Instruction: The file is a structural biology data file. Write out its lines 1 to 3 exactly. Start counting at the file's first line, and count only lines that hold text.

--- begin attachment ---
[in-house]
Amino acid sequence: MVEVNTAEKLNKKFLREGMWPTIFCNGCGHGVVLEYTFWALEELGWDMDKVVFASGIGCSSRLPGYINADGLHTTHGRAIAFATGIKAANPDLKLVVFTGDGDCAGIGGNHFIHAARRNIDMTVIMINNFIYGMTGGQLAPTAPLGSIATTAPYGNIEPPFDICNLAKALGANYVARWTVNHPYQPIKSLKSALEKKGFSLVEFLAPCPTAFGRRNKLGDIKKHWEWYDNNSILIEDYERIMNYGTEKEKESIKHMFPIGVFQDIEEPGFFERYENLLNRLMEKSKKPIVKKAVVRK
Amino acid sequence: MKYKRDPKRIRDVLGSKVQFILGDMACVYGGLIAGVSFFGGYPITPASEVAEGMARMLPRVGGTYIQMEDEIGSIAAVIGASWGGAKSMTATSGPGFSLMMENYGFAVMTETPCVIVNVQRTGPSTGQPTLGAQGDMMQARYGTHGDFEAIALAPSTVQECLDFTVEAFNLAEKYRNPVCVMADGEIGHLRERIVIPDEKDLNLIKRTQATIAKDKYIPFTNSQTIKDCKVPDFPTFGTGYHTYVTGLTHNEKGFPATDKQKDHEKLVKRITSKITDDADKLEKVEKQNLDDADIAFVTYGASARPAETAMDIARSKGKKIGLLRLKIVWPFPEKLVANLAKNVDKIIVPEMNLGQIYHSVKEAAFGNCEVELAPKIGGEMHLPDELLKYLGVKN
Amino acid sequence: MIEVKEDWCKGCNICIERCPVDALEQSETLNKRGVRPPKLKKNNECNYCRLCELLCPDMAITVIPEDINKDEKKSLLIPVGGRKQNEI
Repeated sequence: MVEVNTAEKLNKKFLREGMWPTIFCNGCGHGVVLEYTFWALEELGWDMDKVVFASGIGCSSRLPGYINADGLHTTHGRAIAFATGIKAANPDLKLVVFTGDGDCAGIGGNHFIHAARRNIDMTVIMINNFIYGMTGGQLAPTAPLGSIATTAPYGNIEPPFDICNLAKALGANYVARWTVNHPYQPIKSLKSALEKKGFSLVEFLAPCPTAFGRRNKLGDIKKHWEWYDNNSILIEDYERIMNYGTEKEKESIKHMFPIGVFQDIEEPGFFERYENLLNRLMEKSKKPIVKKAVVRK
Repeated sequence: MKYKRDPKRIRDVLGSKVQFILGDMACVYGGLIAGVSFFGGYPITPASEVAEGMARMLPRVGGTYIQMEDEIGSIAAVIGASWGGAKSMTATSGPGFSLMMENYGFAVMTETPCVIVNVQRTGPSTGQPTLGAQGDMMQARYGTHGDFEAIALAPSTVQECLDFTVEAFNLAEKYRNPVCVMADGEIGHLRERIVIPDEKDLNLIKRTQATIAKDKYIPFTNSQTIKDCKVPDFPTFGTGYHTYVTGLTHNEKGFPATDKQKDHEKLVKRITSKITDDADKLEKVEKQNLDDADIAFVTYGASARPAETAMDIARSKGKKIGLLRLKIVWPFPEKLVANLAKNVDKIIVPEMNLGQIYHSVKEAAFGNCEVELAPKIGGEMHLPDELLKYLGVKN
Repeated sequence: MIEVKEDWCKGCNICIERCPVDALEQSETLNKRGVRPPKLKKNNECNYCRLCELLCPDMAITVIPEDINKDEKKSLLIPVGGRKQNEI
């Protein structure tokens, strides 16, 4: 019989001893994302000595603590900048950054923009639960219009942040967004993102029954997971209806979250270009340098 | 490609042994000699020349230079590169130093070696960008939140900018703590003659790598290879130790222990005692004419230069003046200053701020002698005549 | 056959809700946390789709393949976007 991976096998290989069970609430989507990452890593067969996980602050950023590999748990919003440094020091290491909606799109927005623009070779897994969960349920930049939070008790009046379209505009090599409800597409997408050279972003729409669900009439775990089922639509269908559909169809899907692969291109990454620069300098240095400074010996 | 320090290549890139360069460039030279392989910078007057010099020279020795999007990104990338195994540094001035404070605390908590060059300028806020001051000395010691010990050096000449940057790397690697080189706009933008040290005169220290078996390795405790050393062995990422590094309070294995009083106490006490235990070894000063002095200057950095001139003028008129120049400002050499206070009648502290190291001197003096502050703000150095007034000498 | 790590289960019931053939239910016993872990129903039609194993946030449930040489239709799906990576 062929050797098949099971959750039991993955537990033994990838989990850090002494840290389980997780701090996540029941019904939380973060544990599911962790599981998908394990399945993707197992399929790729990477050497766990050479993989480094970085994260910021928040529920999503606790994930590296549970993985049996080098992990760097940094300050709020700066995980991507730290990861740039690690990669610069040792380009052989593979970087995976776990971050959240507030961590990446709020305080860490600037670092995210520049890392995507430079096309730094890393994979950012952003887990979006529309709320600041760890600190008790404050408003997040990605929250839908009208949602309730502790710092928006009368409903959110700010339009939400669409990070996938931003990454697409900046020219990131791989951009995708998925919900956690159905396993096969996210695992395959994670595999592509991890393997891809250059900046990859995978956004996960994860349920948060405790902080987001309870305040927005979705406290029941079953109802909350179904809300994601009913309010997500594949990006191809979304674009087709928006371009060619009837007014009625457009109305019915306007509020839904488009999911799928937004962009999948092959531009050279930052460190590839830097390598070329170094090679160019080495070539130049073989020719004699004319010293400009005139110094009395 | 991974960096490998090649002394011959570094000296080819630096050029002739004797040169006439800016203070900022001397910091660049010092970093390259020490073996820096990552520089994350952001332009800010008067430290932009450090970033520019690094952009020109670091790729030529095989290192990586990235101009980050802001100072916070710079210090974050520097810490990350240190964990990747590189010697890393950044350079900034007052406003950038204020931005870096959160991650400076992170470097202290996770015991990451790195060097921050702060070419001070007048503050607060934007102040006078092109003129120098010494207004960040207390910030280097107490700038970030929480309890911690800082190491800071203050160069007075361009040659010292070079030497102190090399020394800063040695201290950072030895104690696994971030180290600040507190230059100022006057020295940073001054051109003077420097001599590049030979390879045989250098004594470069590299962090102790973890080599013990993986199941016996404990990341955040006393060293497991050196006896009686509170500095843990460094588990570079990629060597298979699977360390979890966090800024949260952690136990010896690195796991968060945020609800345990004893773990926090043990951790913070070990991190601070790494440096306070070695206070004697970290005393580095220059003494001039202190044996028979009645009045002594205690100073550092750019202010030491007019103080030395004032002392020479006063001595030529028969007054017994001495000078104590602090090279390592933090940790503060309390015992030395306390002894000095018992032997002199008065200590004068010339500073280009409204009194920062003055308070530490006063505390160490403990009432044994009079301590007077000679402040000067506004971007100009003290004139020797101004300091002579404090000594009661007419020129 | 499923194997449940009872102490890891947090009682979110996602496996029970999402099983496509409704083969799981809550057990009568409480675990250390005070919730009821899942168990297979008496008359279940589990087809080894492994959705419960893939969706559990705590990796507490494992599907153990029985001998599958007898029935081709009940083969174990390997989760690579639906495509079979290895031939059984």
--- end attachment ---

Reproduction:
[in-house]
Amino acid sequence: MVEVNTAEKLNKKFLREGMWPTIFCNGCGHGVVLEYTFWALEELGWDMDKVVFASGIGCSSRLPGYINADGLHTTHGRAIAFATGIKAANPDLKLVVFTGDGDCAGIGGNHFIHAARRNIDMTVIMINNFIYGMTGGQLAPTAPLGSIATTAPYGNIEPPFDICNLAKALGANYVARWTVNHPYQPIKSLKSALEKKGFSLVEFLAPCPTAFGRRNKLGDIKKHWEWYDNNSILIEDYERIMNYGTEKEKESIKHMFPIGVFQDIEEPGFFERYENLLNRLMEKSKKPIVKKAVVRK
Amino acid sequence: MKYKRDPKRIRDVLGSKVQFILGDMACVYGGLIAGVSFFGGYPITPASEVAEGMARMLPRVGGTYIQMEDEIGSIAAVIGASWGGAKSMTATSGPGFSLMMENYGFAVMTETPCVIVNVQRTGPSTGQPTLGAQGDMMQARYGTHGDFEAIALAPSTVQECLDFTVEAFNLAEKYRNPVCVMADGEIGHLRERIVIPDEKDLNLIKRTQATIAKDKYIPFTNSQTIKDCKVPDFPTFGTGYHTYVTGLTHNEKGFPATDKQKDHEKLVKRITSKITDDADKLEKVEKQNLDDADIAFVTYGASARPAETAMDIARSKGKKIGLLRLKIVWPFPEKLVANLAKNVDKIIVPEMNLGQIYHSVKEAAFGNCEVELAPKIGGEMHLPDELLKYLGVKN